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Research Papers: Gas Turbines: Structures and Dynamics

Investigation on Flow-Induced Vibrations of a Steam Turbine Inlet Valve Considering Fluid–Structure Interaction Effects

[+] Author and Article Information
Clemens Bernhard Domnick

Chair of Turbomachinery,
University Duisburg-Essen,
Forsthausweg 2,
Duisburg 47057, Germany
e-mail: bernhard.domnick@uni-due.de

Friedrich-Karl Benra, Dieter Brillert, Hans Josef Dohmen

Chair of Turbomachinery,
University Duisburg-Essen,
Forsthausweg 2,
Duisburg 47057, Germany

Christian Musch

Siemens AG,
Mülheim an der Ruhr 45478, Germany

Contributed by the Structures and Dynamics Committee of ASME for publication in the JOURNAL OF ENGINEERING FOR GAS TURBINES AND POWER. Manuscript received June 21, 2016; final manuscript received July 7, 2016; published online September 20, 2016. Editor: David Wisler.The content of this paper is copyrighted by Siemens Energy, Inc., and is licensed to ASME for publication and distribution only. Any inquiries regarding permission to use the content of this paper, in whole or in part, for any purpose must be addressed to Siemens Energy, Inc., directly.

J. Eng. Gas Turbines Power 139(2), 022507 (Sep 20, 2016) (10 pages) Paper No: GTP-16-1260; doi: 10.1115/1.4034352 History: Received June 21, 2016; Revised July 07, 2016

The power output of steam turbines is controlled by steam turbine inlet valves. These valves have a large flow capacity and dissipate a huge amount of energy in throttled operation. The dissipation process generates strong pressure fluctuations resulting in high dynamic forces causing valve vibrations. A brief survey of the literature dealing with valve vibrations reveals that the vibrational problems and damages mostly occur in throttled operation when high speed jets, shocks, and shear layers are present. As previous investigations reveal that a feedback mechanism between the dynamic flow field and the vibrating valve plug exists, the vibrations are investigated with two-way coupled simulations. The fluid dynamics are solved with a scale-adaptive approach to resolve the pressure fluctuations generated by the turbulent flow. The finite element model (FEM) solving the structural dynamics considers both frictional effects at the valve packing and contact effects caused by the plug impacting on the valve bushing. As different flow topologies causing diverse dynamic loads exist, the fluid flow and the structural dynamics are simulated at different operating points. The simulations show that differences to the one-way-coupled approach exist leading to a change of the vibrational behavior. The physics behind the feedback mechanisms causing this change are analyzed and conclusions regarding the accuracy of the one-way-coupled approach are drawn.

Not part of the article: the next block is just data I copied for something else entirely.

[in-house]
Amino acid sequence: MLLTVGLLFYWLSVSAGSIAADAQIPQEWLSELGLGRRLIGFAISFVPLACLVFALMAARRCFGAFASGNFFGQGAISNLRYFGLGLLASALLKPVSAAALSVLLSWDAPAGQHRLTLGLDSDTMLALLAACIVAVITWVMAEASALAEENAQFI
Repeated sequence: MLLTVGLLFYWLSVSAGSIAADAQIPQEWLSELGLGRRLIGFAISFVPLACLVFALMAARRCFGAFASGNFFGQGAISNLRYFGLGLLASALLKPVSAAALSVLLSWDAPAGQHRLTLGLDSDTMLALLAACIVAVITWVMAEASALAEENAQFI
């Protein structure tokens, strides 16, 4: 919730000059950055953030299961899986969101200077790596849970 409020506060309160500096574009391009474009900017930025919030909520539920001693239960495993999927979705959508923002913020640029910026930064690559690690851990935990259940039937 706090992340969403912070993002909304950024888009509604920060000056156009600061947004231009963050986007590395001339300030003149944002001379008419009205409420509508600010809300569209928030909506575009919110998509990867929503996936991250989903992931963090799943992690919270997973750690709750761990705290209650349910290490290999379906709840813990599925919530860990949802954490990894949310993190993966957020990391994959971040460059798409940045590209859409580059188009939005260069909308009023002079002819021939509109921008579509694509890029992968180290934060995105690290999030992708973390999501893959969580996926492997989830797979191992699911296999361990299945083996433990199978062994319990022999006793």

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References

Figures

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Fig. 2

Sketch of the valve (not to scale)

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Fig. 3

Sketch of the valve plug and the valve actuator (not to scale)

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Fig. 4

Observed flow topologies

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Fig. 5

Flow topology as a function of the operating conditions

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Fig. 6

Axial force spectra

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Fig. 7

Profiles of velocity and turbulent kinetic energy

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Fig. 8

RMS values of the dynamic forces

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Fig. 9

Transverse force spectra

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Fig. 10

Time courses of plug displacements

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Fig. 11

RMS displacements of the valve plug

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Fig. 12

Time course of the axial plug displacement and the axial force (two-way coupling)

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Fig. 13

Spectrum of the axial force acting on the valve plug

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Fig. 14

RMS forces acting on the valve plug

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Fig. 15

Time-averaged pressure distribution

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Fig. 16

Time-averaged velocity distributions

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Fig. 17

Time-averaged pressure profiles

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Fig. 18

Left: force vectors and direction of time-averaged displacement (one-way coupling); right: time course of plug displacement

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Fig. 19

Time course of the transverse force (two-way coupling)

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Fig. 20

Instantaneous velocity distributions (two-way coupling)

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Fig. 21

Time course of the plug displacement (two-way coupling)

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Fig. 22

RMS displacements of the valve plug

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Fig. 23

Spectrum of the axial force acting on the valve plug

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Fig. 24

RMS forces acting on the valve plug

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Fig. 25

Time- and circumferentially averaged velocity profile

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Fig. 26

Spectra of the force in the y-direction

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Fig. 27

Time courses of the plug displacements

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Fig. 28

RMS vibrations of the valve plug

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